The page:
It's official: The monsoon has been declared a bust.
"Oh yeah, it was bust," said Megan Stackhouse, a meteorologist with the National Weather Service in Grand Junction. "Definitely not a good monsoon season."
The news comes as no surprise to residents in Southwest Colorado, who have been living since this spring in an area listed as being in exceptional drought, the U.S. Drought Monitor's highest level.
But for months, forecasters held out hope the monsoons would arrive this summer to quench the parched landscape of Southwest Colorado.
The Climate Prediction Center in May released a report that said the region was expected to receive above-average precipitation from the monsoons in July and August, and even into September.
Those predictions, obviously, never panned out.
According to a weather station at the Durango-La Plata County Airport, only 0.88 inches of rain fell in July - about 0.84 inches below average.
August didn't improve the situation; only 0.44 inches of rain were recorded at the weather station in August - about 1.75 inches below normal.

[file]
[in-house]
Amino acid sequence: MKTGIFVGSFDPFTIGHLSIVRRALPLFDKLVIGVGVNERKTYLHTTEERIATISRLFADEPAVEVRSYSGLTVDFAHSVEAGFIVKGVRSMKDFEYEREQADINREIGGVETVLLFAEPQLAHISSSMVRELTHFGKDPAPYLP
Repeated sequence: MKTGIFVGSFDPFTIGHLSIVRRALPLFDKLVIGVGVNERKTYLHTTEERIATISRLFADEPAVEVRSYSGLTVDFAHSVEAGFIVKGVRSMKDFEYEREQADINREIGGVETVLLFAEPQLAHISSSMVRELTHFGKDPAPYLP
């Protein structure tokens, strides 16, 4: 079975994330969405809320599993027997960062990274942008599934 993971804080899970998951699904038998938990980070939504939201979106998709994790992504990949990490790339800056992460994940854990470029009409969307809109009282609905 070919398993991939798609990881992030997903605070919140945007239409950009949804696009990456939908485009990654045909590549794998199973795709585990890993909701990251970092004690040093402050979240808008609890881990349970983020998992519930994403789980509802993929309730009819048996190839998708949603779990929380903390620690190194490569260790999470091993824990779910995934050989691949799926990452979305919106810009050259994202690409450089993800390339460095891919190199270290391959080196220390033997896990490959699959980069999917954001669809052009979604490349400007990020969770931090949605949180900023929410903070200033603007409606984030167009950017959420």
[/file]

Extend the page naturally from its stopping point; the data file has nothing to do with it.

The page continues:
Since Jan. 1, only 4 inches of rain have fallen at the airport weather station, more than 7 inches below normal.
Stackhouse said a high-pressure system blocked moisture from Southwest Colorado, which is why the monsoons were never able to get started.
Typically, the high-pressure system is situated to the southeast, over the high plains. This summer, the high-pressure system was a little too far west, Stackhouse said, which blocked moisture from making it to the region.
"We had a few good days," she said. "But that high just blocked everything."
The last time Durango had any rain was Sept. 9, when about a half-inch fell.
Southwest Colorado was expected to see scattered rain Wednesday, but not much arrived and it wasn't connected to any monsoon pattern.
The outlook for the next two weeks is hot and dry. Windy conditions should start up early next week, and are expected to bring an element of fire danger.
"It's definitely a big concern, especially with those windy conditions returning," Stackhouse said.
Fort Lewis Mesa Fire Protection District Chief John Lee said conditions are ripe for wildfire to spread. The district's fire response calls, however, are down, likely because people are on high alert about fire danger.
"People are really paying attention to the conditions," Lee said. "But when we do get something, like a lightning strike, those conditions are very ripe and ready for a few acres to go quickly."